ON A SNOWY winter’s evening in Toronto, a famous actor named Arthur Leander dies on stage during a performance of King Lear.
Emily St John Mandel
As his friends and colleagues gather for a drink to process this event, the author tells us, with astonishing casualness, that “the bartender was the one who survived the longest. He died three weeks later on the road out of the city”.
Because the night Arthur dies is the night the ‘Georgia flu’ hits North America. Within a day it has overwhelmed hospitals and, before long, has wiped out 99% of the world’s population. Goodbye air travel, goodbye internet, goodbye antibiotics.
It is the ultimate Malthusian check and, in its wake, cities lie empty and survivors wander a desolate Earth. Yet Mandel is less interested in disease vectors than she is in characters and the notion of interconnectedness, and that is the great strength of Station Eleven.
When the novel jumps forward 20 years, we meet a young woman named Kirsten who, as a child, was on stage during Arthur’s death. Kirsten is now part of a “Travelling Symphony” of assorted performers plying their trade in the string of small settlements along the coast of Lake Michigan.
She is considered “the best Shakespearean actress in the territory” but, fittingly for a novel so concerned with the power and legitimacy of popular culture, “her favourite line of text is from Star Trek”.
Her story anchors this carefully and cleverly structured novel, which dances back and forth between the recent past of Arthur and his ex-wives, the near-present, in which the flu strikes, and the world two decades hence, which is slowly being rebuilt.
In between, Mandel gives us glimpses of the horrific years of collapse. Many readers will consequently draw comparisons with The Road, by Cormac McCarthy, but, though both novels emphasise the importance of familial bonds and the precariousness of social institutions, Station Eleven is the more generous work.
Moreover, the novel is built like a puzzle, with Arthur at its centre, and his greatest performance is how he ties together the disparate storylines.
In the future, Kirsten collects old tabloid articles about Arthur, even as the Travelling Symphony finds itself on the wrong side of an eerie — and stereotypical — religious cult; in the present, the man who tried to save the great actor struggles with the fact that civilisation has entered its closing act; while, in the past, Arthur’s wife, Miranda, labours over an intensely personal art project, a comic book named ‘Station Eleven’.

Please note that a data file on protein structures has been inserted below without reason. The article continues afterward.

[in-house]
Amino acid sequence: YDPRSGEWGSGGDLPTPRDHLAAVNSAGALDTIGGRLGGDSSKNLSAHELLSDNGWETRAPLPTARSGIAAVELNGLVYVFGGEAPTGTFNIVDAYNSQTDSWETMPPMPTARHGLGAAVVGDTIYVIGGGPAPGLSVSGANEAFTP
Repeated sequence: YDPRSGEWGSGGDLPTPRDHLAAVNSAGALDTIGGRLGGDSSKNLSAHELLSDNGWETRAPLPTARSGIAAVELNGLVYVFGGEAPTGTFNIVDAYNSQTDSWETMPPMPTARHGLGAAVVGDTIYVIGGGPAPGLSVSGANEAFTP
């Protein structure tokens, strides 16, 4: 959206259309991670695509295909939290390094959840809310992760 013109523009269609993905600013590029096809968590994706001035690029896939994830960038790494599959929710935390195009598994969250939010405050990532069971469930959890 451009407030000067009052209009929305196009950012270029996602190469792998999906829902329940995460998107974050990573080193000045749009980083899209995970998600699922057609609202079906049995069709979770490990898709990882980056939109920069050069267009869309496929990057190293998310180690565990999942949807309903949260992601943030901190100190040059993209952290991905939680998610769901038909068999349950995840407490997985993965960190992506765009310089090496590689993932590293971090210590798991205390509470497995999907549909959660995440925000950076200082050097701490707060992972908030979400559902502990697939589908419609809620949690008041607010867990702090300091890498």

Mandel reveals more and more connections between the different timeframes as the novel progresses, but this never feels forced as the world of these characters operates on coincidence rather than fate.
Though the symphony’s final confrontation with the cult feels rushed, the novel builds to a conclusion that is earned, at once sad and uplifting. Station Eleven is a serious and realistic affair, awash with unexpected “moments of transcendent beauty”.
There are shades of Stephen King (The Stand) and Douglas Coupland (Girlfriend in a Coma), but, ultimately, Station Eleven is entirety Mandel’s own thing. She combines the familiar crossbows of post-apocalyptic fiction with an astute assessment of how important stories — everything from the Bard of Avon to the bridge of a starship — are to the human experience in times of crisis.
Her narrative is propulsive, but her prose never loses the polish of a gifted writer. The resulting novel is, in a word, unputdownable.
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